list.  When added with an entry number and 'P' (purge) or
    'M' (modify), the user can edit the contents of the table.
    The XGI command will allow the user to enter a new entry
    into the list.  Any use of XG or XGI to alter the list is
    a super-privileged command and is audited.

    >XG

    XRAY GOODGUY LIST

    NO.   PRIV  OVER  NAME
    ----  ----  ----  ----
    0001  0002  00FF  TIIDEV
    0002  0001  0030  RANDOMUSER
    0003  0000  0000  XRAY

    >XGI

    ENTER UP TO 12 CHARACTERS OF USERNAME

    NOD

    ENTER NEW PRIVILEGE AND OVERRIDE - 2,FF

    >XG

    XRAY GOODGUY LIST

    NO.   PRIV  OVER  NAME
    ----  ----  ----  ----
    0001  0002  00FF  TIIDEV
    0002  0001  0030  RANDOMUSER
    0003  0000  0000  XRAY
    0004  0002  00FF  NOD

BG  Display and/or modify Bad Guy List <node number> <R/I>

    This command when entered without any parameters displays the
    "bad guy" list.  When used with a node number and 'R' it will remove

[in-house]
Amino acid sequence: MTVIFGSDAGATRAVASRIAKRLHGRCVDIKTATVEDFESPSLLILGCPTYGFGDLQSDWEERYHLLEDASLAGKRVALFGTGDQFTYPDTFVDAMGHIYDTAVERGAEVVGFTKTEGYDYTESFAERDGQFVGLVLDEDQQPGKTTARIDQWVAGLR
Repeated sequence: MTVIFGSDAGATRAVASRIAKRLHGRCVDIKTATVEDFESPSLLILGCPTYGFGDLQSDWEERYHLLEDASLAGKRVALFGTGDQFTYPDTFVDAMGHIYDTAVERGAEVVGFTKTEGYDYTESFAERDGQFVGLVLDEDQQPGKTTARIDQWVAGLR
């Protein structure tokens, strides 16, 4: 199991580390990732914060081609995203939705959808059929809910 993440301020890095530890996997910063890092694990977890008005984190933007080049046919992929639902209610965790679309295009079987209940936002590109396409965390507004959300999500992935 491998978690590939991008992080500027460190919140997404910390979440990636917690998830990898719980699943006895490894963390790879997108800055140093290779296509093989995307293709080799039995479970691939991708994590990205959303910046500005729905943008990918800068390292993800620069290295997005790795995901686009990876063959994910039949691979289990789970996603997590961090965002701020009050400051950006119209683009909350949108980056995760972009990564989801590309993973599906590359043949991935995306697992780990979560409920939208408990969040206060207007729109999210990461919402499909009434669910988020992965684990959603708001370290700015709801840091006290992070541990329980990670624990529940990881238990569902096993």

that node from the list, and 'I' will included.  The 'R' and 'I'
    features are privileged commands and usage is noted in audit trails.

    >BG

    2000 701 1012

    >BG 2022 I

    2022 2000 701 1012

HS  Display host information



ND  Display node descriptor

    This command displays information about the node and its network
    links.

NS  Display node statistics

    This command displays various statistics about the node including
    time differentiations in packet loops, which can then be used to
    determine the current job load on that particular node.